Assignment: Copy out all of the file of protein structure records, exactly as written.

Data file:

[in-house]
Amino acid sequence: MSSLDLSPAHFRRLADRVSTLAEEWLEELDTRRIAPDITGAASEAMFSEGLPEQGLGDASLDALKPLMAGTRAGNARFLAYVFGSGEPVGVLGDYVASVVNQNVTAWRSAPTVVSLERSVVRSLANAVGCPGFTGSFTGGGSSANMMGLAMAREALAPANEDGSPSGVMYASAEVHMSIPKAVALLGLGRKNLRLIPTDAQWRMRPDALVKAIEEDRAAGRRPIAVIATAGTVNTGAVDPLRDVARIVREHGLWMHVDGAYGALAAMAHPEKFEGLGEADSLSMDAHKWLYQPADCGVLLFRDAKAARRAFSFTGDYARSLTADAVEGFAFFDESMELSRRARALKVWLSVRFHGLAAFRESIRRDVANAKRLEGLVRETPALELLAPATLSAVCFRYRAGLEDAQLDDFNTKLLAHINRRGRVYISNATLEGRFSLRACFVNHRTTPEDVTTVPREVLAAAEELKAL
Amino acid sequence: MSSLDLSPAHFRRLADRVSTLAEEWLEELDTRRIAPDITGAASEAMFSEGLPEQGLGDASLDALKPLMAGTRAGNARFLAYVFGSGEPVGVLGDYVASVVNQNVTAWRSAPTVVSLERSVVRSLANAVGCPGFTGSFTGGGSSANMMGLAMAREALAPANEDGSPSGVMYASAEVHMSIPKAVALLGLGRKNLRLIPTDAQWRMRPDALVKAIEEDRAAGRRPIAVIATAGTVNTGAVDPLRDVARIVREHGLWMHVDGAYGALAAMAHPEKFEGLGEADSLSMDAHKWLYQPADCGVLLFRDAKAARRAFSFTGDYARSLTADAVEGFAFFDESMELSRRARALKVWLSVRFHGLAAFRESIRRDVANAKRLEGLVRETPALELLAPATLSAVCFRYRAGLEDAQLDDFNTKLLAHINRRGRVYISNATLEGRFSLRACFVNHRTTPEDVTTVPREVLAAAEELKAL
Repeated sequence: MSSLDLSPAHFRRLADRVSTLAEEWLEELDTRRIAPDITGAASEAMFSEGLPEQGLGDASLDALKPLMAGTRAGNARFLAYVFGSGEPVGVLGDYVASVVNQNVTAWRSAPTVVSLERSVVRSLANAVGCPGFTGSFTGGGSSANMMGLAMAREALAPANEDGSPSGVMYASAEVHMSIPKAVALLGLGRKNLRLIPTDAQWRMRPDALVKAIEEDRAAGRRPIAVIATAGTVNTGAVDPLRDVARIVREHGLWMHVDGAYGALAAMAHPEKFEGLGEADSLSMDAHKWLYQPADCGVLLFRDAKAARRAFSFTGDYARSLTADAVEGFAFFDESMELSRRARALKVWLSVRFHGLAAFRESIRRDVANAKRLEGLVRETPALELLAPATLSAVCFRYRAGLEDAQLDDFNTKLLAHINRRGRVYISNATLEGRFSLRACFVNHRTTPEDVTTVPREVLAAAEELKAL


[in-house]
Amino acid sequence: MSSLDLSPAHFRRLADRVSTLAEEWLEELDTRRIAPDITGAASEAMFSEGLPEQGLGDASLDALKPLMAGTRAGNARFLAYVFGSGEPVGVLGDYVASVVNQNVTAWRSAPTVVSLERSVVRSLANAVGCPGFTGSFTGGGSSANMMGLAMAREALAPANEDGSPSGVMYASAEVHMSIPKAVALLGLGRKNLRLIPTDAQWRMRPDALVKAIEEDRAAGRRPIAVIATAGTVNTGAVDPLRDVARIVREHGLWMHVDGAYGALAAMAHPEKFEGLGEADSLSMDAHKWLYQPADCGVLLFRDAKAARRAFSFTGDYARSLTADAVEGFAFFDESMELSRRARALKVWLSVRFHGLAAFRESIRRDVANAKRLEGLVRETPALELLAPATLSAVCFRYRAGLEDAQLDDFNTKLLAHINRRGRVYISNATLEGRFSLRACFVNHRTTPEDVTTVPREVLAAAEELKAL
Amino acid sequence: MSSLDLSPAHFRRLADRVSTLAEEWLEELDTRRIAPDITGAASEAMFSEGLPEQGLGDASLDALKPLMAGTRAGNARFLAYVFGSGEPVGVLGDYVASVVNQNVTAWRSAPTVVSLERSVVRSLANAVGCPGFTGSFTGGGSSANMMGLAMAREALAPANEDGSPSGVMYASAEVHMSIPKAVALLGLGRKNLRLIPTDAQWRMRPDALVKAIEEDRAAGRRPIAVIATAGTVNTGAVDPLRDVARIVREHGLWMHVDGAYGALAAMAHPEKFEGLGEADSLSMDAHKWLYQPADCGVLLFRDAKAARRAFSFTGDYARSLTADAVEGFAFFDESMELSRRARALKVWLSVRFHGLAAFRESIRRDVANAKRLEGLVRETPALELLAPATLSAVCFRYRAGLEDAQLDDFNTKLLAHINRRGRVYISNATLEGRFSLRACFVNHRTTPEDVTTVPREVLAAAEELKAL
Repeated sequence: MSSLDLSPAHFRRLADRVSTLAEEWLEELDTRRIAPDITGAASEAMFSEGLPEQGLGDASLDALKPLMAGTRAGNARFLAYVFGSGEPVGVLGDYVASVVNQNVTAWRSAPTVVSLERSVVRSLANAVGCPGFTGSFTGGGSSANMMGLAMAREALAPANEDGSPSGVMYASAEVHMSIPKAVALLGLGRKNLRLIPTDAQWRMRPDALVKAIEEDRAAGRRPIAVIATAGTVNTGAVDPLRDVARIVREHGLWMHVDGAYGALAAMAHPEKFEGLGEADSLSMDAHKWLYQPADCGVLLFRDAKAARRAFSFTGDYARSLTADAVEGFAFFDESMELSRRARALKVWLSVRFHGLAAFRESIRRDVANAKRLEGLVRETPALELLAPATLSAVCFRYRAGLEDAQLDDFNTKLLAHINRRGRVYISNATLEGRFSLRACFVNHRTTPEDVTTVPREVLAAAEELKAL